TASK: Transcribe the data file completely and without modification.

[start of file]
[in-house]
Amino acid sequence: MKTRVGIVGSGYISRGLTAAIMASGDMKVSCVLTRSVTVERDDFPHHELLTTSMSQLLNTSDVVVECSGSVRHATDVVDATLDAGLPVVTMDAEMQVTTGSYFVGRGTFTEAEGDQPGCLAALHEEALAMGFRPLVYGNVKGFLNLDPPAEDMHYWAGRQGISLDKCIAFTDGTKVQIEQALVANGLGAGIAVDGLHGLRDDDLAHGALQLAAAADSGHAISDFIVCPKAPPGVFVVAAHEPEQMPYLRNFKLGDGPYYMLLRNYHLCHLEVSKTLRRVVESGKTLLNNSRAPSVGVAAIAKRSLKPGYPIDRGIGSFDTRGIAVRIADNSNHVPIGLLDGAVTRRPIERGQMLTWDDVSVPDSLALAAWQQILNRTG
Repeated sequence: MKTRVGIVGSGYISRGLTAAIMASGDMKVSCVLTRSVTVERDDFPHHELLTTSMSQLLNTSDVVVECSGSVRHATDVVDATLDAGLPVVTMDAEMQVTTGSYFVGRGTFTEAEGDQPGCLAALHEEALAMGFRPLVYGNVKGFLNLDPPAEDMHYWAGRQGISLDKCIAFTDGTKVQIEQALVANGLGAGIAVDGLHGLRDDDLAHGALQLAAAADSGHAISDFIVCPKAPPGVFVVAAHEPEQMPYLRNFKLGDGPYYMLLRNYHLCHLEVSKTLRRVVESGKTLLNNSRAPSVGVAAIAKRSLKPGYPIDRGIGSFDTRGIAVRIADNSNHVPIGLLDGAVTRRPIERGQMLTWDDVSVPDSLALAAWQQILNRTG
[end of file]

[in-house]
Amino acid sequence: MKTRVGIVGSGYISRGLTAAIMASGDMKVSCVLTRSVTVERDDFPHHELLTTSMSQLLNTSDVVVECSGSVRHATDVVDATLDAGLPVVTMDAEMQVTTGSYFVGRGTFTEAEGDQPGCLAALHEEALAMGFRPLVYGNVKGFLNLDPPAEDMHYWAGRQGISLDKCIAFTDGTKVQIEQALVANGLGAGIAVDGLHGLRDDDLAHGALQLAAAADSGHAISDFIVCPKAPPGVFVVAAHEPEQMPYLRNFKLGDGPYYMLLRNYHLCHLEVSKTLRRVVESGKTLLNNSRAPSVGVAAIAKRSLKPGYPIDRGIGSFDTRGIAVRIADNSNHVPIGLLDGAVTRRPIERGQMLTWDDVSVPDSLALAAWQQILNRTG
Repeated sequence: MKTRVGIVGSGYISRGLTAAIMASGDMKVSCVLTRSVTVERDDFPHHELLTTSMSQLLNTSDVVVECSGSVRHATDVVDATLDAGLPVVTMDAEMQVTTGSYFVGRGTFTEAEGDQPGCLAALHEEALAMGFRPLVYGNVKGFLNLDPPAEDMHYWAGRQGISLDKCIAFTDGTKVQIEQALVANGLGAGIAVDGLHGLRDDDLAHGALQLAAAADSGHAISDFIVCPKAPPGVFVVAAHEPEQMPYLRNFKLGDGPYYMLLRNYHLCHLEVSKTLRRVVESGKTLLNNSRAPSVGVAAIAKRSLKPGYPIDRGIGSFDTRGIAVRIADNSNHVPIGLLDGAVTRRPIERGQMLTWDDVSVPDSLALAAWQQILNRTG